Acid ISR recovers uranium tenfold

Article by Neil Clark

A MINING company is seeking to switch from an alkaline to acidic method of uranium recovery in a US operation, after tests showed a potential tenfold increase in yield.

A photo of uranium in-situ leaching in Stráž pod Ralskem, Czech Republic (Credit: Lovecz)

Peninsula Energy is applying for permits which would allow it to amend operations to a “low pH recovery system” at its Lance Projects in Wyoming, based in the Powder River Basin.

This follows laboratory demonstrations of 295 mg/L U3O8 being recovered using an acidic-based process, as opposed to 22 mg/L achieved in actual alkaline operations – corresponding to 95% and 40% uranium recovery respectively.

Both processes are variations on a mining technique called in-situ recovery (ISR), also known as in-situ leaching, or solution mining. Minerals are recovered through boreholes drilled into a deposit, where solid state minerals are dissolved by an alkaline or acidic lixiviant – which can vary depending upon a mine’s location and characteristics.

The tests using mild sulphuric acid and citric acid were described by Peninsula CEO Wayne Heili as “game-changing”, adding that they could place Lance “side-by-side with world-leading uranium ISR production facilities from a performance and cost perspective”.

In a statement, he added that the current alkaline process would be unlikely to achieve commercial success at anything other than “substantially increased uranium prices”.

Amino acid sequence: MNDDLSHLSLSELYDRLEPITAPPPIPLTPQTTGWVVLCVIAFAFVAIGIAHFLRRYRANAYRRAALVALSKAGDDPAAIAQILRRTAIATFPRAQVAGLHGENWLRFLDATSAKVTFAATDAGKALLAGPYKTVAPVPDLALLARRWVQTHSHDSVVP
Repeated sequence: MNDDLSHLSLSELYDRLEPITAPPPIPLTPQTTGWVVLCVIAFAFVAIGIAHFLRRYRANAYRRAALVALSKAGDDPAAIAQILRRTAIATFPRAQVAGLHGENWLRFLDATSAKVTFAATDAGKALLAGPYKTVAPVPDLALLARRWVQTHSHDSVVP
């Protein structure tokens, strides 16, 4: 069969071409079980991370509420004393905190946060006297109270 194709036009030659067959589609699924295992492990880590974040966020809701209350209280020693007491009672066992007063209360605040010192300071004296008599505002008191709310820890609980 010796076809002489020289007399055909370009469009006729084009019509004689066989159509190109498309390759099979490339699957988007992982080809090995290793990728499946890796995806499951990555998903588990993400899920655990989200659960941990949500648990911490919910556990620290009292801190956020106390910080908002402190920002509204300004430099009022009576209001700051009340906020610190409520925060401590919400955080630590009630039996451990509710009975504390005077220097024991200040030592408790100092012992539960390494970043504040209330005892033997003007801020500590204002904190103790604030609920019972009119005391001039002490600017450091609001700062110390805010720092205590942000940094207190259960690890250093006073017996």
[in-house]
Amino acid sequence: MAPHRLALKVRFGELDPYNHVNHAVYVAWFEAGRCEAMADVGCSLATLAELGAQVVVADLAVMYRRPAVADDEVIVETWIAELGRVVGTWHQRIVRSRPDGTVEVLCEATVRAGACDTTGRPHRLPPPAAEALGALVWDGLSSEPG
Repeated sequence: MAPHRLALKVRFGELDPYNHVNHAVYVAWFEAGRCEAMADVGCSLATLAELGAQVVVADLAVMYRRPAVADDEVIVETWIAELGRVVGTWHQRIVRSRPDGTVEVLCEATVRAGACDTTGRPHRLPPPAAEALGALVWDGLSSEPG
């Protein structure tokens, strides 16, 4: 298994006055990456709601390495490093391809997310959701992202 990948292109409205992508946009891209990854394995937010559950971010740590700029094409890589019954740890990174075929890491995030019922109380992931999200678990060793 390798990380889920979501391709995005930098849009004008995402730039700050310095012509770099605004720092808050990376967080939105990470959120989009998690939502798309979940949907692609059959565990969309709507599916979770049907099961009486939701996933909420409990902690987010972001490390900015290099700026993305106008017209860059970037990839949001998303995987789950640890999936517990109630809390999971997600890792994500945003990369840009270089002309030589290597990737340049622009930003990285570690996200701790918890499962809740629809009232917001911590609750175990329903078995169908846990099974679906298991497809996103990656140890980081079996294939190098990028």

The success of the acidic lixiviant tests at Lance has been attributed to the discovery that the mineral deposit is set in Cretaceous-aged sediments, rather than younger Tertiary sediments typical in the Powder River Basin. Peninsula says that within the older sediments, a geological event may have bound the contained uranium in a less accessible host rock environment.

Heili said that the company’s research indicates that the quality of the affected groundwater can be successfully returned to pre-operational conditions following the use of lower pH ISR solutions. Changing from an alkaline based ISR solution to a low pH ISR solution is also not expected to require substantial changes to the current processing plant and other infrastructure.

He said that Peninsula has held “positive” initial discussions with the relevant regulatory body, and is starting to arrange the licence and permits to enable the new process to be used, which could be completed within 18–24 months.

During the amendment process, Australia-based Peninsula will continue operating the Lance Projects in accordance with the currently approved licences and permits, and its US operating subsidiary, Strata, will engage with the local community and stakeholders.

Operations commenced at Lance's Ross permit area in December 2015, and Lance produced 15.6m g U3O8 during the third quarter of 2017.

Article by Neil Clark

Staff Reporter, The Chemical Engineer

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